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GWR 111 "The Great Bear" and Surrounding Controversies

Discussion in 'Steam Traction' started by Osmium, Oct 24, 2021.

  1. 30854

    30854 Resident of Nat Pres

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    For starters, I suppose, the PoW class were a 3P against the Claughton's 5P, meaning duties expected of the earlier machines raised few of the same expectations.

    The Claughtons, on the other hand, seem to have been hamstrung by both a distinctly inadequate boiler in their original guise and overheating issues on bearings associated with proximity of the firebox. Why, when overheating was noted on The Great Bear's trailing wheel bearings, wasn't that an issue for Churchward's 4-6-0 progeny? This latter is not a criticism I've heard of, say, the S69 (LNER B12), Urie's H15/N15/S15 family or Smith's HR/CR 'River' class.

    Although (like the 4P 'Rivers') their life was cut short by the LMS 'scrap and replace' policy, the Claughtons seem to have been the subject of more than their fair share of concerted attempts at improvement than most, none of which seem to have unlocked their full potential. It's quite a contrast with the A1 to A3 rebuilds on the LNER, or Watson's initially problematic 400 Class, following rebuilding, over in Ireland.
     
  2. 242A1

    242A1 Well-Known Member

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    Some designers made something of a specialisation of rebuilding existing designs into something which would match or out-perform newer and larger successors. If you really know what you are dealing with you will obtain results but sadly there were too many who fell short. The bright side of this is that those who were capable could display their talents the darker side was the denial of these achievements by those who lacked the ability to succeed.
     
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  3. LMS2968

    LMS2968 Part of the furniture

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    Actually, the PoWs were classed as 4P, not that it makes a lot of difference.

    The Claughtons were designed and the design was completed with a larger boiler, but the Chief Civil Engineer rejected it. In vain did Bowen Cooke point out that four cylinders all driving on the same axle gave nil reciprocating imbalance so no balance weights in the wheels so no hammerblow. Crewe DO therefore had to design a smaller boiler to reduce weight, which is what the engines appeared with. Incidentally, this delayed their introduction, so to cover the period, superheating was applied to the Experiments and PoWs were born, and proved sufficiently useful to be multiplied even after the Claughtons appeared.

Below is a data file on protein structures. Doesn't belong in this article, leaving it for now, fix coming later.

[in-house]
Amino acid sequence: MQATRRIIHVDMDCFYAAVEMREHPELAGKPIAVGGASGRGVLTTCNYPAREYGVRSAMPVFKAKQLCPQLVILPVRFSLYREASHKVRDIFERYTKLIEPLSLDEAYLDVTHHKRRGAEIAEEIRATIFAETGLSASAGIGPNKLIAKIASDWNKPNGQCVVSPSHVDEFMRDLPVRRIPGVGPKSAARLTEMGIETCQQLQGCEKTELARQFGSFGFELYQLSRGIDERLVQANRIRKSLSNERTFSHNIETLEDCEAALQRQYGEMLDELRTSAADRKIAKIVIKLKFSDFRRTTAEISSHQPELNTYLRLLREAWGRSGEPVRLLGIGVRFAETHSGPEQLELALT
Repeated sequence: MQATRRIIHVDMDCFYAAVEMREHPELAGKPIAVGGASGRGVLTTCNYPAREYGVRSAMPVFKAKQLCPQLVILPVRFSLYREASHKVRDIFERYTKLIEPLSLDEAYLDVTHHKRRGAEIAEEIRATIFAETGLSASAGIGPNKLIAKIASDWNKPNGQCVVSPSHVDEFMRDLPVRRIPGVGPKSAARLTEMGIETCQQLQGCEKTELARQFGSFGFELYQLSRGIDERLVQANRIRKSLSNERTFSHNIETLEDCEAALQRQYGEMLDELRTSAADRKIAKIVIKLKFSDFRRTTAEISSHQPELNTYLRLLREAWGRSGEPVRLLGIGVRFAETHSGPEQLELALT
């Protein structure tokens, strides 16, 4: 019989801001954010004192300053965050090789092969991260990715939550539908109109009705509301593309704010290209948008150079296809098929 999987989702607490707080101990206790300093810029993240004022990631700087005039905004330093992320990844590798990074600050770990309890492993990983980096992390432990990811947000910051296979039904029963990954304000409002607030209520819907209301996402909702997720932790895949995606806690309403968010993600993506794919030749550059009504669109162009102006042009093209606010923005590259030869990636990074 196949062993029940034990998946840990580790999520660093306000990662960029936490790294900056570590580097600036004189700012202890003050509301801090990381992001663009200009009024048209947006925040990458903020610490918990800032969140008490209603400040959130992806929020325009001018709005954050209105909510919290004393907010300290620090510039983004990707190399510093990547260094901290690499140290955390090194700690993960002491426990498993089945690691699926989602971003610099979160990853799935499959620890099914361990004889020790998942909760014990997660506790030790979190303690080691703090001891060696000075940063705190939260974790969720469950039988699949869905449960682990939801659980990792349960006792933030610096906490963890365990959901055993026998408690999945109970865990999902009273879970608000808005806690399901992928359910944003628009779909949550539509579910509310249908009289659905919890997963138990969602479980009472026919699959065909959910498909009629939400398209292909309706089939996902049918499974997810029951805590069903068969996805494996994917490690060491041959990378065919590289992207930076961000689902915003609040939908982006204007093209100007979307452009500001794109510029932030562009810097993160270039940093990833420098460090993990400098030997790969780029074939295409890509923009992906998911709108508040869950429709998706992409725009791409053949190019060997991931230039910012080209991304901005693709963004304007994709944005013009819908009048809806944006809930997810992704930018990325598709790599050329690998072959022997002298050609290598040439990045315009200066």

The engines were capable of some really good work, but it was patchy and inconsistent. The coal consumption was very excessive due, as said, to the broad valve rings, but this cause was identified only when the same problem afflicted the Royal Scots, when it was also realised as the cause with the Claughtons (and L&YR Dreadnoughts), but the Scots had already moved into the No.1 spot and both Claughtons and Dreadnought 'cascaded'. Attempts to cure this hunger in Bowen Cooke's engines had included Caprotti valve gear; it worked but involved an expensive rebuild, while also the undersized boiler was replaced, in some engines, by a bigger one. It isn't known if it was the same as the original boiler rejected by the CCE. But none of these cured the engine's poor mechanical record, and 'rebuilding' with three cylinders (the Baby Scots) proved to be the ultimate and effective answer.
     
  4. 30854

    30854 Resident of Nat Pres

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    It doesn't always work quite that way. Over in Ireland, during his time on the GS&W, in 1913, Richard Maunsell came up with No.341, a 4-4-0 which dropped a hint of just why his rebuilds of Harry Wainwright's D and E class were so good.

    Sir William Goulding
    was a one-off and with an axle load just north of 19tons, was most certainly a machine for the Dublin-Cork mainline only and none too popular with the Civil Engineer, to the extent of being periodically reweighed, presumably to ensure it hadn't put on a few extra tons while no-one was looking. Perhaps they were following the same sort of thinking which led Sultans and Sheiks to check annually that their harem's eunuchs hadn't regrown anything they oughtn't.

    With Maunsell's departure for the SE&CR, his successor Watson (and the Civil Engineer!) had very different ideas, resulting in the 400 class, 4-cyl 4-6-0. In their original form, fair to say the 400s weren't an unqualified success* and rumours persisted that No.341 was tinkered with so as to not show up the newcomer's shortcomings quite as badly. Whatever the truth of the allegation, cylinders certainly were lined, reducing the diameter by an inch, to 19".

    Very unusually for Ireland, after Watson's departure for Beyer Peacock, his successor, Bazin, withdrew a still young and well regarded No.341 in 1928, a decision which caused a few raised eyebrows.

    *To be fair to Watson (an engineer with a solid Swindon background), on available info, it sounds as if he should have done to the senior draughtsman in the Inchicore D.O what Fowler should've done to Anderson. Both front end design and valve events wrecked any chance of the only 4-cyl locos on the GS&W/GSR ever had of performing as they should. Those 400s rebuilt with 2 cylinders served close to the end of Irish steam.
     
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  5. sir gilbert claughton